“It hides not behind complexity but behind mind numbing, obvious clarity!” So Daniel Craig’s Glass Onion character Benoit Blanc, called by Google “the world’s greatest detective,” says to much-vaunted “inventor” Miles Bron (Edward Norton) toward the end of this Knives Out sequel. I was a big fan of Knives Out when it premiered a few years ago. Brandon got a screener copy of its sequel along with some fun swag, and he was kind enough to both let me wait until the film fell into my greedy little clutches to publish a review, but also send along some of said swag, which includes the fantastic “A Rian Johnson Whodunnit” hat which you can see me wearing below while also clothed in one of my Angela Lansbury shirts:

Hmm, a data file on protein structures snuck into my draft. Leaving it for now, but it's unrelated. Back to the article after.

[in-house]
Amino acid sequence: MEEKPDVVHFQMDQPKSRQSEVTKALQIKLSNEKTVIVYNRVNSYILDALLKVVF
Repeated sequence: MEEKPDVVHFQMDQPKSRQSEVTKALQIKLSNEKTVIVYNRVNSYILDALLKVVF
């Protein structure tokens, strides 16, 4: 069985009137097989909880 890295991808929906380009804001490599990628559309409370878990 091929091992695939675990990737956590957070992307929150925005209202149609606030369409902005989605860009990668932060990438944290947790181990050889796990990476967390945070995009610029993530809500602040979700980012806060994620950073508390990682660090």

For Glass Onion, Benoit Blanc once again finds himself insulated from the world among a smaller world of morons, ingrates, and moronic ingrates as well as hucksters, snake oil salesman, and politicians. This time, he has ostensibly received an invitation to a murder mystery weekend at the home of the aforementioned Bron, who is an amalgamation of various rich douchebag stereotypes (and truths) but who most closely resembles Elon Musk due to his involvement in various companies and businesses which work together to create an impression of a wise ubermensch, when he is in fact a little weirdo who obsesses over getting approval from others. Also invited to the island were several of Bron’s friends, each of whom received a puzzle box that required them to work together to solve and receive their invitation. There’s Birdie (Kate Hudson), the ignorant socialite whose put-upon assistant Peg (Jessica Henwick) has the full time responsibility of not letting her tweet something racist and dumb that could get her cancelled for good; there’s also sad MRA Duke (Dave Bautista) who lives in his mother’s basement while hawking various products that promise to make his viewers “alphas” like he presents himself to be, while his social-climber girlfriend Whiskey (Madelyn Cline) plays along with his internet image. On the smarter end of the scale of Bron’s friends is Lionel Toussaint (Leslie Odom, Jr.), one of the lead scientists at Alpha who liaises with upper management about Bron’s ideas; and the gang is rounded out by Claire Debella (Kathryn Hahn), former governor of Connecticut who is now campaigning for a senatorial run. Finally and apparently unexpectedly, also in attendance is Andi Brand (Janelle Monáe), a former business partner of Bron’s who was unsuccessful in preventing him from pushing her out of the business and exposing his questionable business practices. It’s May 2020, and they have gathered at Bron’s Grecian estate, which is topped with an ostentatious lúkovichnaya glava made of transparent glass, from which the film partially takes its name.